A chill pill for Superman, not so much for Batman
For the casual viewer, the Trinity are the only characters who really matter. Wonder Woman’s pretty much sorted out, but Snyder’s got quite a bit to fix about the chaps here.
Superman’s been a whiny and lost teenager with existential problems since Man of Steel, too emotional and joyless to be the compelling character even Brandon Routh’s was. Should he return (which he obviously will), we hope he would’ve done some extensive soul-searching, ditch the self-consciousness and save the world with class. Timing is also incredibly important - he can't reappear too early to meddle with Batman's own journey, nor too late that he becomes an easy cop-out when things go south. It's a resurrection - it has to be poetic and timely.
If Superman is supposed to lead the Justice League eventually, we need to believe it.
Batman walks a tricky line here. Based on the trailers, Snyder seems to have given the rage-filled and trigger-happy Bruce Wayne a chill pill himself. He’s now cracking jokes, completely at odds with the intensely sociopathic Caped Crusader we witness in Dawn of Justice. In the trailers, Flash asks him what his abilities are. His reply: "I'm rich." It's funny, true and we know we asked for some lightness, but we're not sure that Batman as the next king of memes is what the world will want to see.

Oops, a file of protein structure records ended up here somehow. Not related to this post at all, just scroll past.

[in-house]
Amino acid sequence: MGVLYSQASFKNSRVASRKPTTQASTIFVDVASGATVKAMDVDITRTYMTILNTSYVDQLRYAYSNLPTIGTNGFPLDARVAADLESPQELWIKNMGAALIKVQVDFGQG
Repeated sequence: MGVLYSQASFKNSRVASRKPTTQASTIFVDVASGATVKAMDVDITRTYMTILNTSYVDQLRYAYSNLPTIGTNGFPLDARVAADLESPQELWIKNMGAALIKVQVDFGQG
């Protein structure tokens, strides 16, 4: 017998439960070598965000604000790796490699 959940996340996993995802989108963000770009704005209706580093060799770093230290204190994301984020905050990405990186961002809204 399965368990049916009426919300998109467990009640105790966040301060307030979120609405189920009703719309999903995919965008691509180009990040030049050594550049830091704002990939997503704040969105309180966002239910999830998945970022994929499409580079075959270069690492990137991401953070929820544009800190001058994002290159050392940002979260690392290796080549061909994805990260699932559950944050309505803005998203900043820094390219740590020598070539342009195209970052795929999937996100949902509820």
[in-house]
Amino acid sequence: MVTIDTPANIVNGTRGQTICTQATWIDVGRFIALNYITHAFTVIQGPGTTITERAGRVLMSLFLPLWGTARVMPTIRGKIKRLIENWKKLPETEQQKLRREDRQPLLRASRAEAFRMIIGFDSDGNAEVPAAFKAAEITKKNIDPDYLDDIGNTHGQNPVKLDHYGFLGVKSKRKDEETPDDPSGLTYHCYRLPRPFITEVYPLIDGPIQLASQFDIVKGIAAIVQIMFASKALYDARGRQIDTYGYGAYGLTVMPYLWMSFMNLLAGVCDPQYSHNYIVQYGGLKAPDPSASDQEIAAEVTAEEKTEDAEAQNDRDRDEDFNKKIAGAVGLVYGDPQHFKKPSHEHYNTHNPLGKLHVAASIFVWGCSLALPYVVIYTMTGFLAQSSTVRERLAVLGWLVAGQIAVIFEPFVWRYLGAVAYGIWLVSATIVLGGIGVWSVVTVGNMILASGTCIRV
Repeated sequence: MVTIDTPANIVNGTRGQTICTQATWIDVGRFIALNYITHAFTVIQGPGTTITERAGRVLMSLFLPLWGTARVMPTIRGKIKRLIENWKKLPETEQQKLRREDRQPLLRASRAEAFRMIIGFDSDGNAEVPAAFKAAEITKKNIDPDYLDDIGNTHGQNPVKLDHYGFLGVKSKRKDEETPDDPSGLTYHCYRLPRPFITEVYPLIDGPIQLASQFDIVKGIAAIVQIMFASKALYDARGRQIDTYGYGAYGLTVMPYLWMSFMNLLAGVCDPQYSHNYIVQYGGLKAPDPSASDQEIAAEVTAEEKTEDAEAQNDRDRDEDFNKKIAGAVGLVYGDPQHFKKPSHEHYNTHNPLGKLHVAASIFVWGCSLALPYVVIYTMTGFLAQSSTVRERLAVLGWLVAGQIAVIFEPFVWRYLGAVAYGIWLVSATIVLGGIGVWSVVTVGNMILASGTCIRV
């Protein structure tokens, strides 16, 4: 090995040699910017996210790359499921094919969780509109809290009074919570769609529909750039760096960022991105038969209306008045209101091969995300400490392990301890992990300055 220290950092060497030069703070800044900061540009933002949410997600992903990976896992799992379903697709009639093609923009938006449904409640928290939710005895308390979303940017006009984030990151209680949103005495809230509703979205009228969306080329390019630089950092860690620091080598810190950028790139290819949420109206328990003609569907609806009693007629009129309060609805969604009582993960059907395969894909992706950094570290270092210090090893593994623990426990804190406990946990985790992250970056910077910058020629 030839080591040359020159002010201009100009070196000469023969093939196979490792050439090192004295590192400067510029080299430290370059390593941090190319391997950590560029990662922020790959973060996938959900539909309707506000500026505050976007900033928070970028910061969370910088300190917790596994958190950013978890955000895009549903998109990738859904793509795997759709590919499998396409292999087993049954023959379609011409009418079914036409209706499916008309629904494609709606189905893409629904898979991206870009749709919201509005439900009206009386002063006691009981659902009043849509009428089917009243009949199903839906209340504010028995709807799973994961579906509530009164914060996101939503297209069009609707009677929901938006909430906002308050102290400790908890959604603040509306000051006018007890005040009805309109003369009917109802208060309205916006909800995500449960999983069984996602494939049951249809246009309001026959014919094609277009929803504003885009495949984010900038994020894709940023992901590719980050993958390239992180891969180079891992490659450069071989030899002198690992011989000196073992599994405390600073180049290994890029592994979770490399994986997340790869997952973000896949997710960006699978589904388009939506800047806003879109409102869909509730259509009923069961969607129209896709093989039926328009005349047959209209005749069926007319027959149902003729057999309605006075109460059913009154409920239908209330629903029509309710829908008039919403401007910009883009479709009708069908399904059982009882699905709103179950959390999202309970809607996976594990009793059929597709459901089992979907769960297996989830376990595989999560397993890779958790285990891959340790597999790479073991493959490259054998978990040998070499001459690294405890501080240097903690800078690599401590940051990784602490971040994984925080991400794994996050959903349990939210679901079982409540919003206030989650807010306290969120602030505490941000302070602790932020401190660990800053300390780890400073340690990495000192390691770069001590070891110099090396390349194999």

Hopefully Justice League manages to juggle Batman's new comedic twist with his own conflicts, which shouldn't be pushed aside completely. Dawn of Justice introduced us to a world-weary, damaged Batman and we want to see his road to restoration properly realised.
Break the mould
There are plenty of things fans want out of the DCEU films, from character flesh-outs to specific easter eggs and references. But perhaps the greatest thing we want to see from the franchise is a willingness to do something different. If Marvel’s about to end the party, DC needs to justify why it ought to continue.
We’re talking about a boldness to break free from conventions – of the confines of the source material, the usual fight sequences and generic narratives – to do something we haven’t seen before. Whether it’s by giving us shocking parallels to our real-world narrative, or doing things to characters that truly mean something (instead of pointless deaths), or bypassing a final showdown altogether to drive bigger ideas through.
Justice League is already late to a departing hype-train, so if the DCEU intends to capture the attention of audiences long enough to squeeze in yet another superhero franchise, big changes need to be made.
Justice League opens 16 November, Thursday.